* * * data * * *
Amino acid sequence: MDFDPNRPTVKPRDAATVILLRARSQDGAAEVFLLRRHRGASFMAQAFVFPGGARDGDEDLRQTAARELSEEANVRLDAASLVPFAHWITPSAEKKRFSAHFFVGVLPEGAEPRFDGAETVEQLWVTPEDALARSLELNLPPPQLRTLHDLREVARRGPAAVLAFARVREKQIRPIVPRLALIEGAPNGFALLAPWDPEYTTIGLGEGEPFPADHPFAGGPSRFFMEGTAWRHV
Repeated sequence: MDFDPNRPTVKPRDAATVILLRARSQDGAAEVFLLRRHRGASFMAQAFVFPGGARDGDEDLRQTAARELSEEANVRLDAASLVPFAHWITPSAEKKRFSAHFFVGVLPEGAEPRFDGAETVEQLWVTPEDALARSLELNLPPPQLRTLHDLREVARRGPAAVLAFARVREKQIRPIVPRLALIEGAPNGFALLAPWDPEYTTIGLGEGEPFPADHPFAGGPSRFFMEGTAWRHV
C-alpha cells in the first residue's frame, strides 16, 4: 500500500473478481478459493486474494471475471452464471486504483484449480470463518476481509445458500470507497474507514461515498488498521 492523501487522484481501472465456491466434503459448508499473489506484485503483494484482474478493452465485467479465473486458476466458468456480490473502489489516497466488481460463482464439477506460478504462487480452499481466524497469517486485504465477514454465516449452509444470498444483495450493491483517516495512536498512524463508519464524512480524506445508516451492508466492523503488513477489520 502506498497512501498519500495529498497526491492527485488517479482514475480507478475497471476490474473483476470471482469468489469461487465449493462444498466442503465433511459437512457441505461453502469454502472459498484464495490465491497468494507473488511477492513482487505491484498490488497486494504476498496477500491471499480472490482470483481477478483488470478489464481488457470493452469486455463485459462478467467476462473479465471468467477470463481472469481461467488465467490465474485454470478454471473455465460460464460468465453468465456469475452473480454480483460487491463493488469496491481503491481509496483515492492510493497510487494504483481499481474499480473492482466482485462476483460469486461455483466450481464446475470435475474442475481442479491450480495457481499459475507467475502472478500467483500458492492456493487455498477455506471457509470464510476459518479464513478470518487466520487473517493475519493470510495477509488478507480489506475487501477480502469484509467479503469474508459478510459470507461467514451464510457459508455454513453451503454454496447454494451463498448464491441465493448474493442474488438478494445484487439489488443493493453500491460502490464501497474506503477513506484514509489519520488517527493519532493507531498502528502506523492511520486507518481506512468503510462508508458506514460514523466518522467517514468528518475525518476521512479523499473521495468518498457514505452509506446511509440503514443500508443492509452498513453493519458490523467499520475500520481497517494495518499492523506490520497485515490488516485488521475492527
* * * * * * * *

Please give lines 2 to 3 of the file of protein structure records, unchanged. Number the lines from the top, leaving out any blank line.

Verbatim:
Repeated sequence: MDFDPNRPTVKPRDAATVILLRARSQDGAAEVFLLRRHRGASFMAQAFVFPGGARDGDEDLRQTAARELSEEANVRLDAASLVPFAHWITPSAEKKRFSAHFFVGVLPEGAEPRFDGAETVEQLWVTPEDALARSLELNLPPPQLRTLHDLREVARRGPAAVLAFARVREKQIRPIVPRLALIEGAPNGFALLAPWDPEYTTIGLGEGEPFPADHPFAGGPSRFFMEGTAWRHV
C-alpha cells in the first residue's frame, strides 16, 4: 500500500473478481478459493486474494471475471452464471486504483484449480470463518476481509445458500470507497474507514461515498488498521 492523501487522484481501472465456491466434503459448508499473489506484485503483494484482474478493452465485467479465473486458476466458468456480490473502489489516497466488481460463482464439477506460478504462487480452499481466524497469517486485504465477514454465516449452509444470498444483495450493491483517516495512536498512524463508519464524512480524506445508516451492508466492523503488513477489520 502506498497512501498519500495529498497526491492527485488517479482514475480507478475497471476490474473483476470471482469468489469461487465449493462444498466442503465433511459437512457441505461453502469454502472459498484464495490465491497468494507473488511477492513482487505491484498490488497486494504476498496477500491471499480472490482470483481477478483488470478489464481488457470493452469486455463485459462478467467476462473479465471468467477470463481472469481461467488465467490465474485454470478454471473455465460460464460468465453468465456469475452473480454480483460487491463493488469496491481503491481509496483515492492510493497510487494504483481499481474499480473492482466482485462476483460469486461455483466450481464446475470435475474442475481442479491450480495457481499459475507467475502472478500467483500458492492456493487455498477455506471457509470464510476459518479464513478470518487466520487473517493475519493470510495477509488478507480489506475487501477480502469484509467479503469474508459478510459470507461467514451464510457459508455454513453451503454454496447454494451463498448464491441465493448474493442474488438478494445484487439489488443493493453500491460502490464501497474506503477513506484514509489519520488517527493519532493507531498502528502506523492511520486507518481506512468503510462508508458506514460514523466518522467517514468528518475525518476521512479523499473521495468518498457514505452509506446511509440503514443500508443492509452498513453493519458490523467499520475500520481497517494495518499492523506490520497485515490488516485488521475492527